sail-world.com -- St Barths Bucket Regatta - J Class yachts ready to race
St Barths Bucket Regatta - J Class yachts ready to race
Mon, 18 Mar 2013
When the 2013 St Barths Bucket Regatta gets underway, Hanuman, Lionheart, Rainbow, Ranger and Velsheda will fleet race together - marking the first time five J Class yachts have lined up together since the 1930’s.
The J Class Association today announced that spectators around the world will be able to follow the J Class racing during the St Barths Bucket Regatta via equipment provided by TracTrac Live Tracking.
Louise Morton, Secretary of the J Class Association, said: 'We are looking forward to five J Class yachts participating at this year’s Bucket and grateful for the support of the Bucket Race Organisers and their willingness to provide an extra day’s racing on 28th March. These magnificent yachts will also carry trackers, allowing anyone from around world to follow what is bound to be very exciting racing.'
Results will be calculated using the JCA handicap.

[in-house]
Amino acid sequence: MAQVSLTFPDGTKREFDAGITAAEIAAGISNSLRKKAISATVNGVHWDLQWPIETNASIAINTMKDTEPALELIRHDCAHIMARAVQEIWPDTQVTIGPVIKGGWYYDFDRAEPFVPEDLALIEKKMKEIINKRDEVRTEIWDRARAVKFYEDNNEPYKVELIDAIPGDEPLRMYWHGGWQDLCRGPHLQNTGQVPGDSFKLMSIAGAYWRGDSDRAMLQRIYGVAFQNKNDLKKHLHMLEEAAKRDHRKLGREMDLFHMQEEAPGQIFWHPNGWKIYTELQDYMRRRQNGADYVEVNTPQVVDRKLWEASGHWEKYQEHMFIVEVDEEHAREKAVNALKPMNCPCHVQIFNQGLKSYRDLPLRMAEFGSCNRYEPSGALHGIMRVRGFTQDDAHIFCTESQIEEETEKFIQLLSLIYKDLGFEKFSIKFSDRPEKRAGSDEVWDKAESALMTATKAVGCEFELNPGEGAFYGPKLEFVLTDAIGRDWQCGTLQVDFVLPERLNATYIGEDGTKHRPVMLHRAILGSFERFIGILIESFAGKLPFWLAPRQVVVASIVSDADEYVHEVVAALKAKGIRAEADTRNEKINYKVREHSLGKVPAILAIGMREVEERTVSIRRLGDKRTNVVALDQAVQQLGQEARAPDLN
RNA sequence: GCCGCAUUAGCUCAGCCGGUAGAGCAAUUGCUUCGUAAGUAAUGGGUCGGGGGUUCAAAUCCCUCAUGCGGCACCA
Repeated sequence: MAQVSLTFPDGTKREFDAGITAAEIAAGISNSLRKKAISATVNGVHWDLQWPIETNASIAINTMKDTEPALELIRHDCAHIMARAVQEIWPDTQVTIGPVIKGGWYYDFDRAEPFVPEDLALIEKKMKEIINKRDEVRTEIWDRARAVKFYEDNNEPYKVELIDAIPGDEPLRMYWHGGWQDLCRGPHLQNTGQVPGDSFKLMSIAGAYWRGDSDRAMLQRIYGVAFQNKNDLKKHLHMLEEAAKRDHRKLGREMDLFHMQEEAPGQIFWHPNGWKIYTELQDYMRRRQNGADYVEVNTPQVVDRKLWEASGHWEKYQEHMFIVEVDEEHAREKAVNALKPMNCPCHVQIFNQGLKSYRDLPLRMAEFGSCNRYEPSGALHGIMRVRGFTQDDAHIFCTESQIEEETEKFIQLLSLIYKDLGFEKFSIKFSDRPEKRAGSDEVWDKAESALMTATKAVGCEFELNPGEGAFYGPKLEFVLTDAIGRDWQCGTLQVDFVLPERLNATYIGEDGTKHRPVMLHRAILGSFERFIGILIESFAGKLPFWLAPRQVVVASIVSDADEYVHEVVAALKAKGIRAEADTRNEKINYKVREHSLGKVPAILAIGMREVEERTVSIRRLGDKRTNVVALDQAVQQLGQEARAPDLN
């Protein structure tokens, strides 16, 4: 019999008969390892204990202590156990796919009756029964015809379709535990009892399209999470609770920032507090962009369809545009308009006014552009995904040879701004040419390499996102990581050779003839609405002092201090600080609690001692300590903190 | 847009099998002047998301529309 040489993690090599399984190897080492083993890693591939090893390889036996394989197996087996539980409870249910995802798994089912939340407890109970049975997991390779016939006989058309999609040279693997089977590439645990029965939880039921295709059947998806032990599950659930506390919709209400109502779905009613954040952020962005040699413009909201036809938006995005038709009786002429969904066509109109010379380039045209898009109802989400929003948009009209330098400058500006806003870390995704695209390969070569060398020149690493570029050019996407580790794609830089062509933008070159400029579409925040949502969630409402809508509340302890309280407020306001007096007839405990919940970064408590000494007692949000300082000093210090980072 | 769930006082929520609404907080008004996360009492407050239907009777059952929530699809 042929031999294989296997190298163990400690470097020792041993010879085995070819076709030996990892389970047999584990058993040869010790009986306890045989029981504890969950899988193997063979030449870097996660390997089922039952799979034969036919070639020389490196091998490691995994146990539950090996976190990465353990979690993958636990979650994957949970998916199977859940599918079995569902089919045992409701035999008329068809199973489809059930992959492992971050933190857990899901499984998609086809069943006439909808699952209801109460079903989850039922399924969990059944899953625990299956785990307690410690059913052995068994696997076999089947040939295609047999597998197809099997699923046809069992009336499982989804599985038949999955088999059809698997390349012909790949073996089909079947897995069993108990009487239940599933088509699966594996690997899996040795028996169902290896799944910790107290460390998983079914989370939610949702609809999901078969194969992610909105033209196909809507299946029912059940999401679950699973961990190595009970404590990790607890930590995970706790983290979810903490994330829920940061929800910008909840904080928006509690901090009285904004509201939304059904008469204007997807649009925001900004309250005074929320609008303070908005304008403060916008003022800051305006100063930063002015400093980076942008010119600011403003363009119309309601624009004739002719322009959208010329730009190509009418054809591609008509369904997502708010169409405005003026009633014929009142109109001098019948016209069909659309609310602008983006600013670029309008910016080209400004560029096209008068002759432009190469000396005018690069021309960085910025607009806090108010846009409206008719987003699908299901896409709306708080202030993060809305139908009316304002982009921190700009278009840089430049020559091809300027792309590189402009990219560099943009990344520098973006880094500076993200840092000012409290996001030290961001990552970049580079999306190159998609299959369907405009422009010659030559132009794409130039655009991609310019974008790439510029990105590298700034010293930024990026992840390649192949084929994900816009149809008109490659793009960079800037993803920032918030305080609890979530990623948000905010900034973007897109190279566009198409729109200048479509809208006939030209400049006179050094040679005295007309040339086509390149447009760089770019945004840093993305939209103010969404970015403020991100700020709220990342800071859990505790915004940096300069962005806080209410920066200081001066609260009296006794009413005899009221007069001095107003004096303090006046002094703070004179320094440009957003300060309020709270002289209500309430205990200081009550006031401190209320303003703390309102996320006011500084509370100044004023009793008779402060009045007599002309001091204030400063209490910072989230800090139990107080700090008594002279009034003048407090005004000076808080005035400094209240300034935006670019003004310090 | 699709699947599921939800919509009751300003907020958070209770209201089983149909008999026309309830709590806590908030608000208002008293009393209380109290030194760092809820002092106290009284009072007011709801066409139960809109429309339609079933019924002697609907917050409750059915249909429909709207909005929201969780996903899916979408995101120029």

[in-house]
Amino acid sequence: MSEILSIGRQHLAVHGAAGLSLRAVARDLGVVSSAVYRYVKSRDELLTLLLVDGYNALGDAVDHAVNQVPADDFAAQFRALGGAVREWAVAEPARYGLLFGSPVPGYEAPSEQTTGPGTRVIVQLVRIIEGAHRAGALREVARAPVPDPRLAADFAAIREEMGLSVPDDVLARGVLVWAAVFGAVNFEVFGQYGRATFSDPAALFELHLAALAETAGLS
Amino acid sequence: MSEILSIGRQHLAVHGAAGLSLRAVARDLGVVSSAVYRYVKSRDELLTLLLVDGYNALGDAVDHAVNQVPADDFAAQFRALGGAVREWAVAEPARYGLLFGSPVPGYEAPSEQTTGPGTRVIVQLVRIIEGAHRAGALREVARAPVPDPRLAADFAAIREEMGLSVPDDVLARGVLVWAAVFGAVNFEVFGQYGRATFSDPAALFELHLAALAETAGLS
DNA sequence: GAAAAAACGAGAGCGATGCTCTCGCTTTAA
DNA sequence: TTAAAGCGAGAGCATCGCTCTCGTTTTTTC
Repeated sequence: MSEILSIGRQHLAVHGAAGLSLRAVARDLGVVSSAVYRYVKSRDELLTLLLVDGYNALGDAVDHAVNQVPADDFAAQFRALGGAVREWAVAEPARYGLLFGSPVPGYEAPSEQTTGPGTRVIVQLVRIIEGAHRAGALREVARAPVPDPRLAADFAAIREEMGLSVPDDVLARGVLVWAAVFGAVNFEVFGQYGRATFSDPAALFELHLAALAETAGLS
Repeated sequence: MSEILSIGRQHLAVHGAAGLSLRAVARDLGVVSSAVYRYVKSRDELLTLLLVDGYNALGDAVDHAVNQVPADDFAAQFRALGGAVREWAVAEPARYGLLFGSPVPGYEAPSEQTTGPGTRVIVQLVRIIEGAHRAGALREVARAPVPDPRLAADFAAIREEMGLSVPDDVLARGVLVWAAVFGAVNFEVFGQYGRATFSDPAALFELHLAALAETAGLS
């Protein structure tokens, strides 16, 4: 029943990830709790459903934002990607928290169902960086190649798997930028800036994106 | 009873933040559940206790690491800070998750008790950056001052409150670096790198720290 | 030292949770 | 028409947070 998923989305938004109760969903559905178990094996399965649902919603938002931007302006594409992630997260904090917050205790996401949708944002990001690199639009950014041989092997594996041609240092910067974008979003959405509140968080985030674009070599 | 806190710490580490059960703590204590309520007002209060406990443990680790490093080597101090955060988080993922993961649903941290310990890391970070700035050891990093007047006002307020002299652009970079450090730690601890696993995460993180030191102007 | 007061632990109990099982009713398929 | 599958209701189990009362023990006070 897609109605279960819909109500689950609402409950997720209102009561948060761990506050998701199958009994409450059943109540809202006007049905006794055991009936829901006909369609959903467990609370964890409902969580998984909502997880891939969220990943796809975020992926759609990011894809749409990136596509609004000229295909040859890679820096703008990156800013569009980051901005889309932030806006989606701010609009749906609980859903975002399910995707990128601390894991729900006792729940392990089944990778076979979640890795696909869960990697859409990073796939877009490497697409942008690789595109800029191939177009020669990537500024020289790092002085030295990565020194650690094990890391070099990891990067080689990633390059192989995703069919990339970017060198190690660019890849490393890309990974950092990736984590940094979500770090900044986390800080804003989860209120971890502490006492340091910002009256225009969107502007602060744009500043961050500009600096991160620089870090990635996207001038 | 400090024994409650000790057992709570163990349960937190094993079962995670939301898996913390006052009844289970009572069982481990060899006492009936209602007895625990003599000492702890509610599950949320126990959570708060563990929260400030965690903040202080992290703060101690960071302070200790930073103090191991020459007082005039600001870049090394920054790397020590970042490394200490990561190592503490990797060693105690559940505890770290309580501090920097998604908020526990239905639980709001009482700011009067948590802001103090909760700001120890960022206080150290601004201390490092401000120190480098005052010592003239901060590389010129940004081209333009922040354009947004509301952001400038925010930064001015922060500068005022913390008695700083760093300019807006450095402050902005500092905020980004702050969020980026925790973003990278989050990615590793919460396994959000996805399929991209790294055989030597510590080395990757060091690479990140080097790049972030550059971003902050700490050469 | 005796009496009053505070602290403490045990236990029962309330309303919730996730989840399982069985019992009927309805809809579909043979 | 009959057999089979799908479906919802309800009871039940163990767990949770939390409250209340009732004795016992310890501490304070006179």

The St Barths Bucket will take place from 28-31 March 2013. It is organized by The Bucket Association, St Barths, which is affiliated with and sanctioned by the Federation Francaise de Voile (FFV). The St Barths Bucket Regatta is a congenial, invitational regatta set in the Corinthian spirit and renowned as one of the best run Superyacht Regattas on the international circuit.
The Bucket is well known for its popular pursuit racing format, with the first boat to finish winning the day. In a departure from tradition, the J Class will have their own fleet start just prior to the pursuit class yachts. 'In the interest of safety and fair racing, we intended on having a fleet start for the racing oriented superyachts this year,' said Event Director and Race Chairman Peter Craig. 'With five J’s gracing the same starting line and with St Barthélemy as the backdrop it should make for some spectacular racing and race viewing.'
Racing will take place in the vicinity of St Barthélemy and its adjoining islands. The courses are expected to be coastal courses using islands, rocks, inflatable and government buoys as marks of the course.